Archives of Rudolph W. Giuliani
State of the City
January 11, 1996


It's a great pleasure to be here today to discuss the state of New York City...

I'm sure many of us remember only a few short years ago...when people were asking,

"Can New York City be governed?" "Is it manageable?"

No one asks that now.

Now people look at our achievements, and ask,

"How can we do what New York City has done?"

Where once crime was spiraling out of control, now New York City's dramatic crime reductions lead the nation.

Where once New York City was described as the welfare capital of America, we are now heralded as the nation's welfare-reform capital, with America's largest and most successful workfare program.

Where once New York's bloated City government stifled its economy, we now out pace the nation in redressing the imbalance between government and the private sector.

Where once jobs fled our city, we've now experienced job growth for two years in a row.

And that's not all: Tourism is thriving, Times Square is being revitalized, and businesses are investing in our city.

Just the other day, New York City was hit with one of the worst snowstorms ever, but the most important record it set was not for snowfall, but for the effectiveness, dedication, competence and performance of the people who work for New York City.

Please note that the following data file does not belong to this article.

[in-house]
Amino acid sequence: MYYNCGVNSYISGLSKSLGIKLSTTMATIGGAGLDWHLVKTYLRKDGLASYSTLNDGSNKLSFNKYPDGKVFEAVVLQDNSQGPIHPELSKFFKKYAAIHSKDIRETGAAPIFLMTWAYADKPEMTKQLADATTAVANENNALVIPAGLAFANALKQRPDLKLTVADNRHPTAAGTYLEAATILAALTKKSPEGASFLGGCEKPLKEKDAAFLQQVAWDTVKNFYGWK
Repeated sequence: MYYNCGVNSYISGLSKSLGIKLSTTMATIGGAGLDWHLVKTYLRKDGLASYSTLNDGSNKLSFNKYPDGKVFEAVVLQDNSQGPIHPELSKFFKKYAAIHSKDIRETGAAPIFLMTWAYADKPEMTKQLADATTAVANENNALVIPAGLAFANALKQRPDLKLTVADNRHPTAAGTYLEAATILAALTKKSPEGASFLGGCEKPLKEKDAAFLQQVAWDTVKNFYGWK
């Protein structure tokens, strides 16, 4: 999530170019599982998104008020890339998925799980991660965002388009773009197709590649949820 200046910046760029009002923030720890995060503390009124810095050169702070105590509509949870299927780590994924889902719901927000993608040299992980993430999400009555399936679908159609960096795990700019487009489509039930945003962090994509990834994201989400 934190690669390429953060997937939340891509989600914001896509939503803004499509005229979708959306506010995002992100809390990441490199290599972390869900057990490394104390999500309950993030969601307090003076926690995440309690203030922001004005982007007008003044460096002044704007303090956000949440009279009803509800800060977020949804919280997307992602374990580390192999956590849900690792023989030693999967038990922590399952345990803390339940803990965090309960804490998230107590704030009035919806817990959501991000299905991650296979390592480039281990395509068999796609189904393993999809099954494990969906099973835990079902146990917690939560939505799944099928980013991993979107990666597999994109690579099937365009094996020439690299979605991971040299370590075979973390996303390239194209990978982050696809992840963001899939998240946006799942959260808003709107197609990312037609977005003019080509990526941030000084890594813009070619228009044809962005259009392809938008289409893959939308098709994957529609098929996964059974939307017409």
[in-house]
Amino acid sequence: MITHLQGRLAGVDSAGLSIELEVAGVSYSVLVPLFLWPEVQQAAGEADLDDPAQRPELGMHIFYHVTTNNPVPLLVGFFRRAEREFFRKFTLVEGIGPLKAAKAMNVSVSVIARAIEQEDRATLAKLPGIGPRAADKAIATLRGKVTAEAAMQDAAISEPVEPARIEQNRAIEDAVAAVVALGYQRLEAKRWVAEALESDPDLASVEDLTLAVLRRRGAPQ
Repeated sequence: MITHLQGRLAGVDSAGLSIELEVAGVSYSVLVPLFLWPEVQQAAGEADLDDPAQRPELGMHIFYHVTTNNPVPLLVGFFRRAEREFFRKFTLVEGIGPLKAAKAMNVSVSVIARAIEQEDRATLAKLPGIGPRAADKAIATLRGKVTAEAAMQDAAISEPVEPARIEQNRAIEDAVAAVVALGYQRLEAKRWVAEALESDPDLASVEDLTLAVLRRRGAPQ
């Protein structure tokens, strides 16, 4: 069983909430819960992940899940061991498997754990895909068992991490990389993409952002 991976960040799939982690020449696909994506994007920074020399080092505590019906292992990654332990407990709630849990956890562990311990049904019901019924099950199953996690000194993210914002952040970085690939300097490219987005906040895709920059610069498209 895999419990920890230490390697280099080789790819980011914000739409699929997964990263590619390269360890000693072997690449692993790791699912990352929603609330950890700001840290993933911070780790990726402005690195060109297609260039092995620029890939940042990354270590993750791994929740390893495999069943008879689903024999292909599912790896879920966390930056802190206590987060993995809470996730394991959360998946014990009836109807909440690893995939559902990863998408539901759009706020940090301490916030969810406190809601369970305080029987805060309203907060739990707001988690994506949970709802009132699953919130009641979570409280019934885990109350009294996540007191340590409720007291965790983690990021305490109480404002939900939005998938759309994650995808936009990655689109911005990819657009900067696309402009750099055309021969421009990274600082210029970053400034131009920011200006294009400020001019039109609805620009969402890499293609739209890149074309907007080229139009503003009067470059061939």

Our Command Center involved 20 agencies working together to save lives, keeping our City open for emergency operations, and opening the city altogether, faster than anyone expected.

It seemed as though our Sanitation workers performed a miracle, but it wasn't supernatural. Actually, it was a demonstration of their dedication, and excellent management by Commissioner John Doherty, who began his career 35 years ago as a street cleaner. And is now my version of Admiral Nimitz, who led the naval in the Pacific during World War II.

It was also an example of the very best in teamwork between the City and the State, which -- I might add -- in the presence of Lieutenant Governor Betsy McCaughey Ross -- has been the rule, rather than the exception since Governor Pataki took office. His leadership on the recent watershed agreement and his courageous vetoes of special interest legislation have helped save the City billions of dollars.